Now EU Foreign Policy Chief Josep Borrell is off to Iran on June 24 to meet with Iran Foreign Minister Hossein Amir-Abdollahian, after huddling the night before in Brussels over dinner with Mora and US Iran Envoy Rob Malley.
Borrell even tweeted that Malley “reiterated firm US commitment to come back to the deal.”
Ahead of Mora’s visit, Amir-Abdollahian said on June 23 that Iran hopes “we can reach the final point of the agreement in the near future with realism from the American side,” adding that “the nuclear negotiations train has reached difficult stops as they near the end.”
This column has all along contended that Raisi has wanted to close the Iran nuclear deal, but on his terms, while having to anticipate a Plan B if talks failed — not unlike Washington.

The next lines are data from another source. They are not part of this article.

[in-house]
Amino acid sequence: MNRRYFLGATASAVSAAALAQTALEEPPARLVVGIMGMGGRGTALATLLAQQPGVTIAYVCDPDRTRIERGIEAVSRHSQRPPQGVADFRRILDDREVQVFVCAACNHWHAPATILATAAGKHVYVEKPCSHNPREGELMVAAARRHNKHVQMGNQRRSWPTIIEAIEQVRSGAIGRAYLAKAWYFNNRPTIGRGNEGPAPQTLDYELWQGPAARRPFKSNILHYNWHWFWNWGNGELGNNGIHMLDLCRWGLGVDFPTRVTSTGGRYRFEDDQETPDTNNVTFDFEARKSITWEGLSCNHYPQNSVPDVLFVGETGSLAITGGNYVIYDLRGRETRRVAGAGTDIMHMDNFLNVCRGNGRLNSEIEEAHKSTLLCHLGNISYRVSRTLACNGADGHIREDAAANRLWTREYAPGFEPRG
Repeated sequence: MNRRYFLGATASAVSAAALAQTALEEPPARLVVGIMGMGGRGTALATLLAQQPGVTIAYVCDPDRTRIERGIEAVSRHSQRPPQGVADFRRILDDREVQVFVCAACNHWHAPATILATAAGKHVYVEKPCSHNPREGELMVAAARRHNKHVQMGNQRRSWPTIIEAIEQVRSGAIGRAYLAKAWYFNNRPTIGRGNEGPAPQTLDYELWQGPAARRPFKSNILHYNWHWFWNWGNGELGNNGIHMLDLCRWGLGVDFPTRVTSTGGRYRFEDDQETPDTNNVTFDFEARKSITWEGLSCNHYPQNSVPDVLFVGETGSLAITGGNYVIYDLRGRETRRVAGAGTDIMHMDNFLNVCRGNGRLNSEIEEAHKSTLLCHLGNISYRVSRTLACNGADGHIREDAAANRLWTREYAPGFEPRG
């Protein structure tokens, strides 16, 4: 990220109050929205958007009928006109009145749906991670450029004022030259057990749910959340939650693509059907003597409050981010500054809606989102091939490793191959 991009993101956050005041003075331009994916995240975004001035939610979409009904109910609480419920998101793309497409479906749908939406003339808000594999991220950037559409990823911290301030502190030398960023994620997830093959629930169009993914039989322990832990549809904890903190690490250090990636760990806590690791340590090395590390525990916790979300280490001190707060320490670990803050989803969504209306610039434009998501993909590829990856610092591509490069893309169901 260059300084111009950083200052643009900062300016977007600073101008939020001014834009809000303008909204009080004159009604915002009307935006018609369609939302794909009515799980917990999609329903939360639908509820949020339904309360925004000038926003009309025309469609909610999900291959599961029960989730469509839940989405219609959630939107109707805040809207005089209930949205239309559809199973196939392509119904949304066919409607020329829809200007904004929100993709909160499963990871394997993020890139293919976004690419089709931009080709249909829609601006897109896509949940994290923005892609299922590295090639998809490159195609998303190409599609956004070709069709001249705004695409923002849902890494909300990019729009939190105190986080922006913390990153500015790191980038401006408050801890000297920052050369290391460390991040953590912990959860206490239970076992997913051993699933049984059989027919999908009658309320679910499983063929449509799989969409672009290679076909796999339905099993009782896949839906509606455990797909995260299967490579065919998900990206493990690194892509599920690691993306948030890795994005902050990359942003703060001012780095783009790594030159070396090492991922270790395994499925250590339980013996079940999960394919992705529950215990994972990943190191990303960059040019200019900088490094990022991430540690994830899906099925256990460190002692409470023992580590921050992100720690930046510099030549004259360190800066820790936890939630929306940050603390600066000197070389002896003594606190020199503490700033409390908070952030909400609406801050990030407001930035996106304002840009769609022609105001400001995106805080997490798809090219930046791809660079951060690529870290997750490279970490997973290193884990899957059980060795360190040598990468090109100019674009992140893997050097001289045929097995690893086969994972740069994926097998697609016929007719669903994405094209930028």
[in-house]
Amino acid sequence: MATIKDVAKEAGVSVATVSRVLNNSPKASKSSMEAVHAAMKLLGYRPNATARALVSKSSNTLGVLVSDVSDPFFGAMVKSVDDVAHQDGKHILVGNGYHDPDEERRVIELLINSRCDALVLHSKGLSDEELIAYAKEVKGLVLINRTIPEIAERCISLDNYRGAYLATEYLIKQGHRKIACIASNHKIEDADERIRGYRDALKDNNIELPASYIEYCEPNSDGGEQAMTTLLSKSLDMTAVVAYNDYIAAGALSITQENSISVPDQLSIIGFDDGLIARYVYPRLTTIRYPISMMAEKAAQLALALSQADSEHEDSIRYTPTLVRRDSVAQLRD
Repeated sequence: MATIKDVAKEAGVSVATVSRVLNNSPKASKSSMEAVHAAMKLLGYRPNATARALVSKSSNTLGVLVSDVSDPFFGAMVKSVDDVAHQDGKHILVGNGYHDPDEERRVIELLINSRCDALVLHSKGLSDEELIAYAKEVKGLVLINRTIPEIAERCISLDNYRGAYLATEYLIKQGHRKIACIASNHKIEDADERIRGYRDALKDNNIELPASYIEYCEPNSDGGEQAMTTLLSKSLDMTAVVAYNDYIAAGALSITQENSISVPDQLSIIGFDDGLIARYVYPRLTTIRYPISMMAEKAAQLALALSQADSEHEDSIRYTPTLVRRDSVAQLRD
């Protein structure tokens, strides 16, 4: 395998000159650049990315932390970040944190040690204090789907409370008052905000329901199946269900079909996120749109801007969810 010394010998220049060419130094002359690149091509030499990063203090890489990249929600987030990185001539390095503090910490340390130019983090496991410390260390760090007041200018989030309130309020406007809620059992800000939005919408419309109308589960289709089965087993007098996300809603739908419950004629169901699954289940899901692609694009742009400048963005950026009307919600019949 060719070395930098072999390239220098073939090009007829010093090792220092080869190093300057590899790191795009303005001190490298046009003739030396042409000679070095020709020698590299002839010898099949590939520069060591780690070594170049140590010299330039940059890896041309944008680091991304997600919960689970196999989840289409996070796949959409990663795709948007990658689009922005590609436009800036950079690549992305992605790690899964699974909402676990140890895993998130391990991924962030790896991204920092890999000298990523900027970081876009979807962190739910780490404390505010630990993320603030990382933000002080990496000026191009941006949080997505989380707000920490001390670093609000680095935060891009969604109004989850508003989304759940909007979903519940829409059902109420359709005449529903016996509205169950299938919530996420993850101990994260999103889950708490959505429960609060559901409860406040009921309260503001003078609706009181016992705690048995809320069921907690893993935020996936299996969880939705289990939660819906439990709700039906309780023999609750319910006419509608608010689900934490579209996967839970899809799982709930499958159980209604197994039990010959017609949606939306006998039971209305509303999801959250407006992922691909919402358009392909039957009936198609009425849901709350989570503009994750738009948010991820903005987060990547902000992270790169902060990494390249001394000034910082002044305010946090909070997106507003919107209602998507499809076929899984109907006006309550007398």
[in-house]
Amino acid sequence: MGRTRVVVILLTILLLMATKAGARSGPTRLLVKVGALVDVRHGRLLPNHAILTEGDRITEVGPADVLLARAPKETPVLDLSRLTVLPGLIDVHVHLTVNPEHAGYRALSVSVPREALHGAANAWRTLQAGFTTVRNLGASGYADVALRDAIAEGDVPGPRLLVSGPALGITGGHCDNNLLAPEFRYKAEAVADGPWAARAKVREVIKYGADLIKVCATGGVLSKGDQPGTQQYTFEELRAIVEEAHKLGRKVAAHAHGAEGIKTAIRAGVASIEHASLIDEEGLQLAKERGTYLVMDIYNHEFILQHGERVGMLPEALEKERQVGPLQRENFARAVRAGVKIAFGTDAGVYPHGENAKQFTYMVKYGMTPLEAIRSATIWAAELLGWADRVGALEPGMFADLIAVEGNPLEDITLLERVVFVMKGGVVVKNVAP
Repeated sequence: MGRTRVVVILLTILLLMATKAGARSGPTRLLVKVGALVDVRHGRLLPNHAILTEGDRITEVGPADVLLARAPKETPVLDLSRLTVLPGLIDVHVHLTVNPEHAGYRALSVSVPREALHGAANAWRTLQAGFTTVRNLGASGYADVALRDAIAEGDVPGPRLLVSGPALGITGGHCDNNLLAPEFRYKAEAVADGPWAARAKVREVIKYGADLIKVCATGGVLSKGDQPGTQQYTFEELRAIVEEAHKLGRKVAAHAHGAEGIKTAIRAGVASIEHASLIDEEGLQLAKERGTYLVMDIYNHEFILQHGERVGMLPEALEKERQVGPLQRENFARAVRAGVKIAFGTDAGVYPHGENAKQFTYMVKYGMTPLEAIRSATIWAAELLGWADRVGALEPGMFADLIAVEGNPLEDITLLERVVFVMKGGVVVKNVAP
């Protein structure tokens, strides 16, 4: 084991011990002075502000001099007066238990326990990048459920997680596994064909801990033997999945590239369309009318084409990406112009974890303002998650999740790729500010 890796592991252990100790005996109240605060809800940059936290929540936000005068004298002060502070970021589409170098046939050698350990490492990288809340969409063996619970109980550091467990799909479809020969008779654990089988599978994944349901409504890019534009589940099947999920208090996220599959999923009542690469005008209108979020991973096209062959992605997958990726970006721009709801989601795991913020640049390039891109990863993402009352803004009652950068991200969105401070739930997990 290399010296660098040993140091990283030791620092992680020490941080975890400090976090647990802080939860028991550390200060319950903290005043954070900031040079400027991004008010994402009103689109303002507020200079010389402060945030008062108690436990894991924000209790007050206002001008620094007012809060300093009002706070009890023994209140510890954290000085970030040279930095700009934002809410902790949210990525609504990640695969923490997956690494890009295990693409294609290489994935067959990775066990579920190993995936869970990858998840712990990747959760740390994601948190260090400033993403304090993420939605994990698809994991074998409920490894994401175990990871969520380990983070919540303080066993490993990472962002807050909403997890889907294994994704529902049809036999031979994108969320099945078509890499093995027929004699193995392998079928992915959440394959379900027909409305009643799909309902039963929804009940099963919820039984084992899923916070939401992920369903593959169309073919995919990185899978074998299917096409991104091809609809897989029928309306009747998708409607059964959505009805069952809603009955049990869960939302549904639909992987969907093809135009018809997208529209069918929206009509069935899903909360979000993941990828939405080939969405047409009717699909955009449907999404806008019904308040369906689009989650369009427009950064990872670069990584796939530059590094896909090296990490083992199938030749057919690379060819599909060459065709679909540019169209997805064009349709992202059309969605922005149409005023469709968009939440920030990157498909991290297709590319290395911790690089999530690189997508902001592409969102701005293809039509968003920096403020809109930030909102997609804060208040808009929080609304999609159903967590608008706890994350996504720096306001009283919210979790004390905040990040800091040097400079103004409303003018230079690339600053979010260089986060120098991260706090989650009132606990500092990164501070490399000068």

Oil prices over $100 per barrel should be too much to resist.
And Borrell’s “surprise visit” to Iran is perhaps no surprise, given that Iran knows it will be high on Biden’s agenda during his visit to Israel and Saudi Arabia, July 13-16. A top priority of the trip will be to further integrate Israel and the Gulf into a coalition aimed at deterring Iran’s regional and nuclear ambitions.
Recovering from a near fatal blow
The Borrell mission, if successful, would signal a return from a near-death experience for the JCPOA.
In late May, Malley told Congress that a return to the JCPOA was “tenuous at best.” In early June, the board of the International Atomic Energy Agency (IAEA), which oversees Iran’s compliance with the JCPOA, passed a resolution rebuking Iran for failing to cooperate with an agency investigation into questions about undeclared nuclear material and past nuclear research.